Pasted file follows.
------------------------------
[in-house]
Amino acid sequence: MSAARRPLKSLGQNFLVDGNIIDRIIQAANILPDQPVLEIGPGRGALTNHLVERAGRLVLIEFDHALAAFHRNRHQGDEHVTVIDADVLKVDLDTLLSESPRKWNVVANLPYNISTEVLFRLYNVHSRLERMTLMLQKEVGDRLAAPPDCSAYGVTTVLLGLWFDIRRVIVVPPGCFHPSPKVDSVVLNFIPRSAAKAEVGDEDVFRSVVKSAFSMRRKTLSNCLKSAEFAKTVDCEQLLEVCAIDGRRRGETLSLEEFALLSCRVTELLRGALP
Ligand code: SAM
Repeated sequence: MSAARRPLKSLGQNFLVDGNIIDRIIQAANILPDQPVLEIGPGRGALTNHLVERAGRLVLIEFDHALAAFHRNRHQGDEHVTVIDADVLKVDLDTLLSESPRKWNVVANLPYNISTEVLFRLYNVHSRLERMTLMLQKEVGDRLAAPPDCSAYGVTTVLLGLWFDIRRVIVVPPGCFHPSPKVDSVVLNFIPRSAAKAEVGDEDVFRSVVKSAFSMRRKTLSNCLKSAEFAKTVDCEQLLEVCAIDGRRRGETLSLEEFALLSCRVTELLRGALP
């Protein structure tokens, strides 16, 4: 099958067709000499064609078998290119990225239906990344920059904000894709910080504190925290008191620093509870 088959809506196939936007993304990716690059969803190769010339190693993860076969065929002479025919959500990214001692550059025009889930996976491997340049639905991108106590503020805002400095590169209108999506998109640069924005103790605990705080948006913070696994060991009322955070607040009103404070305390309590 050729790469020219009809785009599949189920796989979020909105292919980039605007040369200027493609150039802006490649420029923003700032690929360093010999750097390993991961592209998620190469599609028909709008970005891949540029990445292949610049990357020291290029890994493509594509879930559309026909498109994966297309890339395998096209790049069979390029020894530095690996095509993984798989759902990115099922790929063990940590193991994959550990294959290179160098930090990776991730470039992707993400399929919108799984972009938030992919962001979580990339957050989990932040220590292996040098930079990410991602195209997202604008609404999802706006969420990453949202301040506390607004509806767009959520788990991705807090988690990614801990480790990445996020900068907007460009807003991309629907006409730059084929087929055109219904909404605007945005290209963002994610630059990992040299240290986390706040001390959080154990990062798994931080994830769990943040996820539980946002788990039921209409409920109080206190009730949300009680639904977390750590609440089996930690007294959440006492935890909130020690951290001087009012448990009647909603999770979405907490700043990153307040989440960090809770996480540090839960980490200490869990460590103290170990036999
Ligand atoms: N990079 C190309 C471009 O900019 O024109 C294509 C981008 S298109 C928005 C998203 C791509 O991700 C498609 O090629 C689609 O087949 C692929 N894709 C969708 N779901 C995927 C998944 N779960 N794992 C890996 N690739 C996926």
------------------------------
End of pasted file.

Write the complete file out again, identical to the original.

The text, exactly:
[in-house]
Amino acid sequence: MSAARRPLKSLGQNFLVDGNIIDRIIQAANILPDQPVLEIGPGRGALTNHLVERAGRLVLIEFDHALAAFHRNRHQGDEHVTVIDADVLKVDLDTLLSESPRKWNVVANLPYNISTEVLFRLYNVHSRLERMTLMLQKEVGDRLAAPPDCSAYGVTTVLLGLWFDIRRVIVVPPGCFHPSPKVDSVVLNFIPRSAAKAEVGDEDVFRSVVKSAFSMRRKTLSNCLKSAEFAKTVDCEQLLEVCAIDGRRRGETLSLEEFALLSCRVTELLRGALP
Ligand code: SAM
Repeated sequence: MSAARRPLKSLGQNFLVDGNIIDRIIQAANILPDQPVLEIGPGRGALTNHLVERAGRLVLIEFDHALAAFHRNRHQGDEHVTVIDADVLKVDLDTLLSESPRKWNVVANLPYNISTEVLFRLYNVHSRLERMTLMLQKEVGDRLAAPPDCSAYGVTTVLLGLWFDIRRVIVVPPGCFHPSPKVDSVVLNFIPRSAAKAEVGDEDVFRSVVKSAFSMRRKTLSNCLKSAEFAKTVDCEQLLEVCAIDGRRRGETLSLEEFALLSCRVTELLRGALP
């Protein structure tokens, strides 16, 4: 099958067709000499064609078998290119990225239906990344920059904000894709910080504190925290008191620093509870 088959809506196939936007993304990716690059969803190769010339190693993860076969065929002479025919959500990214001692550059025009889930996976491997340049639905991108106590503020805002400095590169209108999506998109640069924005103790605990705080948006913070696994060991009322955070607040009103404070305390309590 050729790469020219009809785009599949189920796989979020909105292919980039605007040369200027493609150039802006490649420029923003700032690929360093010999750097390993991961592209998620190469599609028909709008970005891949540029990445292949610049990357020291290029890994493509594509879930559309026909498109994966297309890339395998096209790049069979390029020894530095690996095509993984798989759902990115099922790929063990940590193991994959550990294959290179160098930090990776991730470039992707993400399929919108799984972009938030992919962001979580990339957050989990932040220590292996040098930079990410991602195209997202604008609404999802706006969420990453949202301040506390607004509806767009959520788990991705807090988690990614801990480790990445996020900068907007460009807003991309629907006409730059084929087929055109219904909404605007945005290209963002994610630059990992040299240290986390706040001390959080154990990062798994931080994830769990943040996820539980946002788990039921209409409920109080206190009730949300009680639904977390750590609440089996930690007294959440006492935890909130020690951290001087009012448990009647909603999770979405907490700043990153307040989440960090809770996480540090839960980490200490869990460590103290170990036999
Ligand atoms: N990079 C190309 C471009 O900019 O024109 C294509 C981008 S298109 C928005 C998203 C791509 O991700 C498609 O090629 C689609 O087949 C692929 N894709 C969708 N779901 C995927 C998944 N779960 N794992 C890996 N690739 C996926």